We writers will be rejected in productive ways (“I adored your protagonist, but the second half of the story felt predictable, even when she punched the priest, then ran off with the Best Man. “) and unproductive ways, (“Your book sucked. I don’t know how it got published. It was worse than barf.”)

In this era of the Internet, unproductive feedback abounds. Jaron Lanier, author of You Are Not a Gadget, explains that the anonymity we find on the Web can too easily turn people into trolls, “anonymous [people] who [are] abusive in an online environment.”

Even when a reader or critic makes his identity known, he can still hide in the internet’s vast ethersphere, saying whatever he wants in whatever unproductive language he chooses.

And it will hurt. We writers tend to have an abundance of sensors and feelers. Our porous skin absorbs everything. Our brains are wrapped in fly paper. Everything—every review or comment or rejection—sticks.

So what do we do? [Read more…]

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Imagine Saving a Life: An Indie Bookstore Pledge

I’ve never really considered myself hero material. I don’t have the right footwear. I need at least 7.5 hours of sleep a night. When I stand up too fast, I get a little dizzy and have to bend over for about five seconds until the blood rushes to all the right places.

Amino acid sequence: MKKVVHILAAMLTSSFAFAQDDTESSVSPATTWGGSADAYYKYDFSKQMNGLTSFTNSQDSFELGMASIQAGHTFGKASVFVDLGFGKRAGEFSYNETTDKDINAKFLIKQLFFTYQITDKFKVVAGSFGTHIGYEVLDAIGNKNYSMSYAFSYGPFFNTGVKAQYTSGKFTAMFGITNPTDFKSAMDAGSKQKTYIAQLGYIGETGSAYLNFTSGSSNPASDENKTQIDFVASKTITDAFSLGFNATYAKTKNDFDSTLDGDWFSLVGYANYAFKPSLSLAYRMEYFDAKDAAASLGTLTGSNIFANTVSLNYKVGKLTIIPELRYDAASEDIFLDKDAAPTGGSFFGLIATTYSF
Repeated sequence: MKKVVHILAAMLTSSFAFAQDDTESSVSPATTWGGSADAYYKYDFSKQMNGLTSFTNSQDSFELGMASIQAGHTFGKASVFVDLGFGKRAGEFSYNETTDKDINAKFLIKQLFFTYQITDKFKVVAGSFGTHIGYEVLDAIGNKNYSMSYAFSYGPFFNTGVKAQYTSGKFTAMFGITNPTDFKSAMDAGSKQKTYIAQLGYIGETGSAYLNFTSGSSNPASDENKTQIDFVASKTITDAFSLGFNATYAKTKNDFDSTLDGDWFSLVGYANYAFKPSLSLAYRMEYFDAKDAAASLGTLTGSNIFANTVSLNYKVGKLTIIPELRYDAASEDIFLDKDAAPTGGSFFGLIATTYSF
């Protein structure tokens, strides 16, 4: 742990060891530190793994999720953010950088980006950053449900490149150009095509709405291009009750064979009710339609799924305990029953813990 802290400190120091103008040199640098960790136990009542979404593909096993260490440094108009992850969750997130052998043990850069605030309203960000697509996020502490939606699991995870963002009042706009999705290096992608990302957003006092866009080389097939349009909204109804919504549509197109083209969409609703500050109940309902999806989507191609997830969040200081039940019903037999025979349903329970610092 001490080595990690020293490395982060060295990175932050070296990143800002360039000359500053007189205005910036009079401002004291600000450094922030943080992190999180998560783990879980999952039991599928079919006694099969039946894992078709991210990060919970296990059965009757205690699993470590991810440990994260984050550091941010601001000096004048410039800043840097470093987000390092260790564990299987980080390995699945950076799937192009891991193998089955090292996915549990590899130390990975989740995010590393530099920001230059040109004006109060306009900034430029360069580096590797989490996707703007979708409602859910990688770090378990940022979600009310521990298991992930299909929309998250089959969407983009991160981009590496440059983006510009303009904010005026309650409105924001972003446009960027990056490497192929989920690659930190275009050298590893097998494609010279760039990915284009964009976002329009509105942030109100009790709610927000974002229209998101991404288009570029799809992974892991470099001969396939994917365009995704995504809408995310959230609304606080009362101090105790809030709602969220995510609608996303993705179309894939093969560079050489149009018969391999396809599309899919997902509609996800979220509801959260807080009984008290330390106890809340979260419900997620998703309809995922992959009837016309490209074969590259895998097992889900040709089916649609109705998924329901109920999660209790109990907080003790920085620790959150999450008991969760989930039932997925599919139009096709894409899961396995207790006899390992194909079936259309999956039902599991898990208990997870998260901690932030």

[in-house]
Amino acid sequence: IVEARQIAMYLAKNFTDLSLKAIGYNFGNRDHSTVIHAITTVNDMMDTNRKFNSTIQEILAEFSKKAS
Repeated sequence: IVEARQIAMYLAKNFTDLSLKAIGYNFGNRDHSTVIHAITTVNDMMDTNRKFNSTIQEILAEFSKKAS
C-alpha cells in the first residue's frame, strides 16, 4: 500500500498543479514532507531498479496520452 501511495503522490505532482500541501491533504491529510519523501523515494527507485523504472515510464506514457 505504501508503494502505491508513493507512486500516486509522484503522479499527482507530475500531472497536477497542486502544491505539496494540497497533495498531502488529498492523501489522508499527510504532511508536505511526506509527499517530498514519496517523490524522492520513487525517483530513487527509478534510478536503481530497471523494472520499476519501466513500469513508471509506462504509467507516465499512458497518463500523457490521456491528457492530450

My most unheroic trait, however, is this: I am a shirker of responsibility.

To illustrate my point, the Puget Sound Blood Center has been calling me, hoping I will set up an appointment for another blood donation.

I said they could call me; I just said I needed a full year to recover from the panic attack I had there last summer (they still gave me the juice and cookies). My year must be up because I see their number appear on the Caller ID: PSBC Predictive, calling to remind me that donating blood equals saving a life.

I let it go to voicemail. Superman wouldn’t let it go to voicemail.

Another realm of my shirkdom, one that’s far more humiliating to admit to my writer friends: I have bought many, many books on Amazon. Please know my head is low and my cheeks are red as I admit this to you.

Of course I’ve long known that writers should support indie bookstores. But still, I didn’t. I had become lazy and cheap, two traits to which Amazon caters.

In writing this post, however, I realized the magnitude of my stupidity. Realizing the magnitude of my stupidity made me want to reduce the magnitude of my stupidity. The result? I vowed that I would no longer allow my desire for convenience and my love of a good bargain to rule my book buying decisions.

I would do my part to save the lives of independent bookstores. And in doing so, I would become something of a hero. A third tier hero, sure, but a hero nonetheless.

And today, so can you.

But why should you? Why should your friends and family care about saving the lives of independent bookstores? [Read more…]